Pulmonary veno-occlusive disease and its response to vasodilator agents

Am Rev Respir Dis. 1990 Aug;142(2):426-9. doi: 10.1164/ajrccm/142.2.426.


Pulmonary veno-occlusive disease (PVOD) is an uncommon form of unexplained (primary) pulmonary hypertension (PPH) rarely diagnosed during life and generally associated with a progressively deteriorating course. We describe three patients with PVOD; in two of them, diagnosis was established by open lung biopsy. All three patients underwent right heart catheterization and acute vasodilator testing, and each responded favorably to at least one test agent. One patient did not receive chronic vasodilator therapy and died seven months after his initial evaluation. The other two patients were treated with chronic vasodilator therapy; one initially improved, but then experienced progressive right heart failure and died 23 months after the start of therapy, the third patient is alive and clinically improved 72 months after beginning vasodilator therapy. Details of the vasodilator studies, and the rationale for treating this uncommon disorder, are provided.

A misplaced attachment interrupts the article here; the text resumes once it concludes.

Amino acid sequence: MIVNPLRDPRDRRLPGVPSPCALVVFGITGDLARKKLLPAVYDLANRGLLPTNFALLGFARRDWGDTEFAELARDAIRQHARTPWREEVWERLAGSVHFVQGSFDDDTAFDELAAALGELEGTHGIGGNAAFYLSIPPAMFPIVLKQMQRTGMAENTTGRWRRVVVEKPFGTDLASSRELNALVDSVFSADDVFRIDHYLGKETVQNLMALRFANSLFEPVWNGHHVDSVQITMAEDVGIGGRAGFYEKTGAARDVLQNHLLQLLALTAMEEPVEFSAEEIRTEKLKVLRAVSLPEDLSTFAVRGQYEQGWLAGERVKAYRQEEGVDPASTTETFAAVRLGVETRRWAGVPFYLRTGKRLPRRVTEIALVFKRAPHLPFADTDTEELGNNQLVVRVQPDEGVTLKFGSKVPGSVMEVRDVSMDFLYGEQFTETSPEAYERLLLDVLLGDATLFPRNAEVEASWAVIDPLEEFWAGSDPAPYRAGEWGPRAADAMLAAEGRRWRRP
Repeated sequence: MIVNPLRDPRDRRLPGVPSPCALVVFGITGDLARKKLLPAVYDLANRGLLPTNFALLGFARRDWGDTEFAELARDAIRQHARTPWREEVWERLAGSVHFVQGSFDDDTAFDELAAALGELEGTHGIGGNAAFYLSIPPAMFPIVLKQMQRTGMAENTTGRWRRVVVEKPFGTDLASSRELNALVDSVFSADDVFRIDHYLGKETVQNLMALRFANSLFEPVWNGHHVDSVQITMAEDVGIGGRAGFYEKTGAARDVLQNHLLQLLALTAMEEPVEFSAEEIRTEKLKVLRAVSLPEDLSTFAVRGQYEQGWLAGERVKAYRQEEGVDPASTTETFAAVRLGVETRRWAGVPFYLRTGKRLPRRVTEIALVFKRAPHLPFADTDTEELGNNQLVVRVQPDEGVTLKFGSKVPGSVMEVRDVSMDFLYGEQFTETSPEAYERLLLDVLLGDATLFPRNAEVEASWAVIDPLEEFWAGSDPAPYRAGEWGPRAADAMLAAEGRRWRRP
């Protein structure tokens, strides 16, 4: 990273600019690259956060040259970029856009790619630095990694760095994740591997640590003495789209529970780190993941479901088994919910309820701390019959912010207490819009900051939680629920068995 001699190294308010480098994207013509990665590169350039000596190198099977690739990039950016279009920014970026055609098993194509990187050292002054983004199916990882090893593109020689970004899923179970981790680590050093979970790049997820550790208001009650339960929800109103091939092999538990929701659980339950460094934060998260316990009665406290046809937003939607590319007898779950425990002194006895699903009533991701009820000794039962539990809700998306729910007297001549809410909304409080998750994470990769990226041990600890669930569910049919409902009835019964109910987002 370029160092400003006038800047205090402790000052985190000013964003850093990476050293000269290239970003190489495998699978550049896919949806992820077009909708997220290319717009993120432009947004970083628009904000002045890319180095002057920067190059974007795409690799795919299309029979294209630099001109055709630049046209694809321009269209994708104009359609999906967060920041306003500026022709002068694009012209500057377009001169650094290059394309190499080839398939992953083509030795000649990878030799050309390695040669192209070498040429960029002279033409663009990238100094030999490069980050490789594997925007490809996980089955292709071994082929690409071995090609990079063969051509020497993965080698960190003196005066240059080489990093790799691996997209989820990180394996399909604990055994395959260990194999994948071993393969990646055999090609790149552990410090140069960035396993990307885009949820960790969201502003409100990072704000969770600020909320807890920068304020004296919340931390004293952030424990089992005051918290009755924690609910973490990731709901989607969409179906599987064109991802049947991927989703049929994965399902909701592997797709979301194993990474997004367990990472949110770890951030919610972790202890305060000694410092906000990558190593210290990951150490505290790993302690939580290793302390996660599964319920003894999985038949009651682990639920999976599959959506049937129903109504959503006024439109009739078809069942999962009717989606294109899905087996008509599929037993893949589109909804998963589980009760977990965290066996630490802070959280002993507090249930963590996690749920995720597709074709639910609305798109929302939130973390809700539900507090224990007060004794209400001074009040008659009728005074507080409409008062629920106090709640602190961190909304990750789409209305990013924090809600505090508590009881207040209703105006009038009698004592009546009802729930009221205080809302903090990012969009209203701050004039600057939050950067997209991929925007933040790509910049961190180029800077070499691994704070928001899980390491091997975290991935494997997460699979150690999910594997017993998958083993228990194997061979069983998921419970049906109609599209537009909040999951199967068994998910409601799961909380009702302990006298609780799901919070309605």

Publication types

  • Case Reports
  • Research Support, Non-U.S. Gov't
  • Research Support, U.S. Gov't, P.H.S.

MeSH terms

  • Aged
  • Biopsy
  • Cardiac Catheterization
  • Humans
  • Lung / pathology
  • Male
  • Middle Aged
  • Pulmonary Veno-Occlusive Disease / drug therapy*
  • Pulmonary Veno-Occlusive Disease / pathology
  • Vasodilator Agents / therapeutic use*


  • Vasodilator Agents